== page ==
Thinking Critically About Infrastructure Protection
Video presentation at the 2017 APEX workshop (Alumni Professional Exchange). David Riedman.
The critical infrastructure club in the United States needs to be a little more exclusive, Center for Homeland Defense and Security master’s degree alumnus David Riedman told APEX during a presentation titled, “Thinking Critically About Infrastructure Protection.” More than 10 years after the U.S. Department of Homeland Security developed its National Critical Infrastructure Prioritization Program (NCIPP) the list of sites and facilities deemed vital to the nation has swelled to the point of meaningless and may well constitute outdated notions about terrorism. Even absent the terrorism threat, the nation faces an almost $4 trillion backlog of maintenance on roads, bridges, dams and a range of other aging assets. Riedman, a Captain with Montgomery County (Md.) Fire and Rescue, draws on renowned Air Force Col. John Wardens’ Five Ring Model, which centers on five areas that would need to be decimated before an enemy could be defeated. The model can be through of as a concentric ring, with Leadership in the center and progressing outward with key production, infrastructure, population and field military forces. Thought of in homeland security terms, terrorist attacks historically in the United States have fallen well short of striking leadership, or debilitating the nation. Riedman concludes with recommendations on how to improve the process.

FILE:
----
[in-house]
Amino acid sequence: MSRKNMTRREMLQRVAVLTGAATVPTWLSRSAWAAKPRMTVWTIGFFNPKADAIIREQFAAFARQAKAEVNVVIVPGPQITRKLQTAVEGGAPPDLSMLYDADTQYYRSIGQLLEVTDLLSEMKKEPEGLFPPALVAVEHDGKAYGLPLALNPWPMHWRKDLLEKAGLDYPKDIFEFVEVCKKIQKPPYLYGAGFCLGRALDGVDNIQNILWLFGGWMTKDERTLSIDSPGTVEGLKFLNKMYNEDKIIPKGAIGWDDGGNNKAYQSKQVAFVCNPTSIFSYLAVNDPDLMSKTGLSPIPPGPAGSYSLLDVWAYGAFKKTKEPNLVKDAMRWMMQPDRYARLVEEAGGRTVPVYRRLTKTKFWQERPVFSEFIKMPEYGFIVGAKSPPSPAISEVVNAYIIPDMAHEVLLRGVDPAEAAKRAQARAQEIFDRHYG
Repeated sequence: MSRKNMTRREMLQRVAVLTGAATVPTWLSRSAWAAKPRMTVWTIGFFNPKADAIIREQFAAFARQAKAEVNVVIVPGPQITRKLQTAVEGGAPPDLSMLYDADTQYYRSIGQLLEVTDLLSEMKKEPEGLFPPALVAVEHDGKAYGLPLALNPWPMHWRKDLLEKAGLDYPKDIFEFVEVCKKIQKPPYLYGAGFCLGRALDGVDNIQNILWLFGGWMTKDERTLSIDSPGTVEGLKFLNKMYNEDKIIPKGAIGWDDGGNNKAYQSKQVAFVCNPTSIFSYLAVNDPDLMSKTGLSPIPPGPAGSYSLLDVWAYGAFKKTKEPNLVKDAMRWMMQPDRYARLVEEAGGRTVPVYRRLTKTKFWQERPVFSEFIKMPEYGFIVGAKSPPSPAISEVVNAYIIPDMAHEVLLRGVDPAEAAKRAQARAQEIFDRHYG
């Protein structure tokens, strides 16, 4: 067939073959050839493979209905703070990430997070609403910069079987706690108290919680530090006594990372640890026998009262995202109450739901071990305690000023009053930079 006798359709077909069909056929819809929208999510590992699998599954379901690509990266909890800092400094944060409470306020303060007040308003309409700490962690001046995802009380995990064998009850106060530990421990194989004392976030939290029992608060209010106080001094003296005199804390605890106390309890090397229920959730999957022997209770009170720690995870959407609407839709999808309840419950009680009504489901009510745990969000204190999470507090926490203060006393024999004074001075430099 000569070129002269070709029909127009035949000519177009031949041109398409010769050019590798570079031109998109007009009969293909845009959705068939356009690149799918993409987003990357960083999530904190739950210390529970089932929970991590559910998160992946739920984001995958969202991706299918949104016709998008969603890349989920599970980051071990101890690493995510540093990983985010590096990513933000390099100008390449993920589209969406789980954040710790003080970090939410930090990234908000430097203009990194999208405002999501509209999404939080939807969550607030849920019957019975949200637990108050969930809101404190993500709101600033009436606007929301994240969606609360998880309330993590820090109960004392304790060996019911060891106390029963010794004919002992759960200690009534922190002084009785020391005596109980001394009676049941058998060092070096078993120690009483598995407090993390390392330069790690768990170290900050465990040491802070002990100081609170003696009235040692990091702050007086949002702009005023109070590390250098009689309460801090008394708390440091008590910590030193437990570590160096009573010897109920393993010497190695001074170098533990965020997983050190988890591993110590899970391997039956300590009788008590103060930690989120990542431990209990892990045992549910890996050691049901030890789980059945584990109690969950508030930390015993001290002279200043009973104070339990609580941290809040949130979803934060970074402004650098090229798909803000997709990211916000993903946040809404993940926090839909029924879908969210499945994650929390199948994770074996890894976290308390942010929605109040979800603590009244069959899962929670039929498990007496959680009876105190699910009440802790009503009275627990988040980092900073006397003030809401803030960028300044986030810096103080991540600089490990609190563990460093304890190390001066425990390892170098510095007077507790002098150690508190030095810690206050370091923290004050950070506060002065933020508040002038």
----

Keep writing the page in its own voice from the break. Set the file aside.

Related: see David Riedman’s article in Homeland Security Affairs:
Riedman, David. “Questioning the Criticality of Critical Infrastructure: A Case Study Analysis.” Homeland Security Affairs 12, Essay 3 (May 2016). https://www.hsaj.org/articles/10578